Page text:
With independent Democrat Joseph Lieberman retiring from the Senate after four terms, do Connecticut Republicans have a shot at the seat in 2012? Republicans Linda McMahon and Chris Shays think so.
McMahon, the former CEO of World Wrestling Entertainment, first ran for Senate in 2010 to replace retiring Democrat Chris Dodd. Despite dropping $50 million, outspending her opponent 5-to-1, McMahon lost by 12 points to Democrat Richard Blumenthal. This time, she hopes, will be different.
“Once you have run, you’ve learned a lot,” says McMahon, who adds that her campaign is focusing on “building an incredible grassroots operation.”
Shays, her chief primary challenger this year, represented Connecticut’s Fourth Congressional District from 1987 until 2009. He says McMahon was simply a “bad candidate,” last time around, who spent too much money for not enough votes.
Shays, a self-described “moderate,” also says criticizes McMahon work with professional wrestling. “Folks in Connecticut are not likely to elect someone whose business is violence, bullying, degradation of minorities and women,” he says. “That kind of marks her.”
The Connecticut GOP’s state convention, when delegates will vote for candidates for Senate, is on May 18. If one candidate receives the majority of delegate support, he or she will receive the party’s official endorsement, and all remaining candidates will be considered “challengers.” If no candidate wins at least 50 percent of the convention delegates, there will be no endorsed candidate.
Regardless of the convention results, voters will ultimately determine the Republican nominee who will face the Democrat in November in the state’s August 14 primary. Shays, considered the underdog, has the primary date printed on his business cards to remind Nutmeggers and reporters of the more important date on the primary calendar.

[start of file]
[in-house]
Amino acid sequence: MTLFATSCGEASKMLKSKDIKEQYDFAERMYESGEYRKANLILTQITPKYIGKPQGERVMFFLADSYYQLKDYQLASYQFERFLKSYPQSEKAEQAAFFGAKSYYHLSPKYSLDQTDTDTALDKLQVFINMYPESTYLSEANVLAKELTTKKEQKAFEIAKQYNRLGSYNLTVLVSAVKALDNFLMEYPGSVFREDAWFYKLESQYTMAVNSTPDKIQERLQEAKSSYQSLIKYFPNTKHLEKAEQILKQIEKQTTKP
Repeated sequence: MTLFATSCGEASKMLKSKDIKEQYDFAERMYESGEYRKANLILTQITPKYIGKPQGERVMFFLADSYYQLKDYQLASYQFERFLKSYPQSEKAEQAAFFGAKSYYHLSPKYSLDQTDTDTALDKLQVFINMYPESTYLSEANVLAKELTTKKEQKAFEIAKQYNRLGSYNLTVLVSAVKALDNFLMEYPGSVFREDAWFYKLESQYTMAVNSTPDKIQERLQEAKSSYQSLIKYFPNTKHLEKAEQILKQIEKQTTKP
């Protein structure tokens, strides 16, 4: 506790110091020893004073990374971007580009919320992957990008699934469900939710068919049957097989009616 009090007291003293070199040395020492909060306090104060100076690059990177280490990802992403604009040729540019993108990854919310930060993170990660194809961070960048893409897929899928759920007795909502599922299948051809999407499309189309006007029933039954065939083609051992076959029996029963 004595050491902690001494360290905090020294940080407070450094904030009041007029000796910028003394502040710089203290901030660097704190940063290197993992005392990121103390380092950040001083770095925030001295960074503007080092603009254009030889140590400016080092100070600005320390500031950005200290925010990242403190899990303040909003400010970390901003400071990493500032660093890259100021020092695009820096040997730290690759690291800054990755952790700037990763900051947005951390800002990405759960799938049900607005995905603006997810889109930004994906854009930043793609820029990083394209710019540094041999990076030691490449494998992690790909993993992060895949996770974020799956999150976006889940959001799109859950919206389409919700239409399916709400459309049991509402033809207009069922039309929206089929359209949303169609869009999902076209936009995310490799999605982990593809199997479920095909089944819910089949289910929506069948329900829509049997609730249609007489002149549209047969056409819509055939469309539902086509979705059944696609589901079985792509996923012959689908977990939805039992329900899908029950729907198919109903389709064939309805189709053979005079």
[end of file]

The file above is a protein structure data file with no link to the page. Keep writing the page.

But an endorsement from the convention would provide an important boost for either candidate toward fundraising efforts.
McMahon is the favorite to win the Republican primary, since she currently has a money advantage as well as an edge with the convention delegates. A recent (McMahon-commissioned) poll shows McMahon ahead of Shays by 21 points with primary voters, with just 15 percent of those voters polled undecided.
Shays insists he’s in the race for the long haul, saying McMahon’s support among GOP movers and shakers is “broader than I would like and thin as paper.” In fact, a Quinnipiac poll conducted in mid-March showed Shays only 9 points behind McMahon, 42 percent to 51 percent. That same poll showed McMahon trailing likely Democratic nominee Chris Murphy by 15 points (52 percent to 37 percent) with Shays coming within a point of Murphy (41 percent to 40 percent). A significant part of Shays’s pitch to Republicans is his electability vis-à-vis the general election. But he recognizes the odds he’s up against. “If I win the primary, my view is that I will have exceeded expectations,” Shays says.
Still, McMahon hasn’t ignored that threat. Recently, she’s sought to link Shays’s record in Congress with that of Murphy, a liberal congressman. Dubbing the two “Chris and Chris,” the McMahon campaign has characterized both men as budget busters and big spenders, in contrast to her fiscal conservatism. “Both Congressmen Chris and Chris have spent their careers fighting for policies that have failed and left millions out of work across the nation, including nearly 150,000 here in Connecticut,” reads a post on McMahon’s campaign website. “Our nation’s debt is a staggering $15.6 trillion and the Congressmen’s solution? Just raise the debt limit and continue spending.”
Shays says he believes he’s to the right of McMahon on fiscal issues, noting that he supports a balanced budget amendment and prefers cutting spending and reforming entitlements to raising taxes. The perception, however, is that McMahon represents the conservative wing of the party.
Meanwhile, several Connecticut Republican donors and activists signed up quickly with McMahon after she announced her 2012 bid, hoping to avoid what was perceived as an damaging 2010 primary between McMahon and former congressman Rob Simmons, who had dropped out after the GOP convention but jumped back in before losing the primary.
And so far, McMahon has been meeting with voters in small settings, she says, in order that they can “get to know her” better. “Without fail, the response has been, ‘You’re so down to earth.’”